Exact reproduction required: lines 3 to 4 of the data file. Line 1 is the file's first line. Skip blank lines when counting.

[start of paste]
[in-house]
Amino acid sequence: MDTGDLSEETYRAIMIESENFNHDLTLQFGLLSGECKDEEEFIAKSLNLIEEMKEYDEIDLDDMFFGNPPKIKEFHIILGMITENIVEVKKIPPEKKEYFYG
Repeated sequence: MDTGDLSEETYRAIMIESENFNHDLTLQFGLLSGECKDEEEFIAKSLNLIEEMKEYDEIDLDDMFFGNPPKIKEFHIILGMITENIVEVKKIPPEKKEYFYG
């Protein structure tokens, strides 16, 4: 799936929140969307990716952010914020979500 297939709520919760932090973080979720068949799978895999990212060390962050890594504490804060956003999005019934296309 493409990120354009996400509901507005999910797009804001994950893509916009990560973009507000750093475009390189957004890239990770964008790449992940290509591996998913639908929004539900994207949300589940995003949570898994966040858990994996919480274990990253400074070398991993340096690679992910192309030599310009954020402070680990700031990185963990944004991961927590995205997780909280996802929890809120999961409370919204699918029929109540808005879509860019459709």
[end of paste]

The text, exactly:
Repeated sequence: MDTGDLSEETYRAIMIESENFNHDLTLQFGLLSGECKDEEEFIAKSLNLIEEMKEYDEIDLDDMFFGNPPKIKEFHIILGMITENIVEVKKIPPEKKEYFYG
């Protein structure tokens, strides 16, 4: 799936929140969307990716952010914020979500 297939709520919760932090973080979720068949799978895999990212060390962050890594504490804060956003999005019934296309 493409990120354009996400509901507005999910797009804001994950893509916009990560973009507000750093475009390189957004890239990770964008790449992940290509591996998913639908929004539900994207949300589940995003949570898994966040858990994996919480274990990253400074070398991993340096690679992910192309030599310009954020402070680990700031990185963990944004991961927590995205997780909280996802929890809120999961409370919204699918029929109540808005879509860019459709």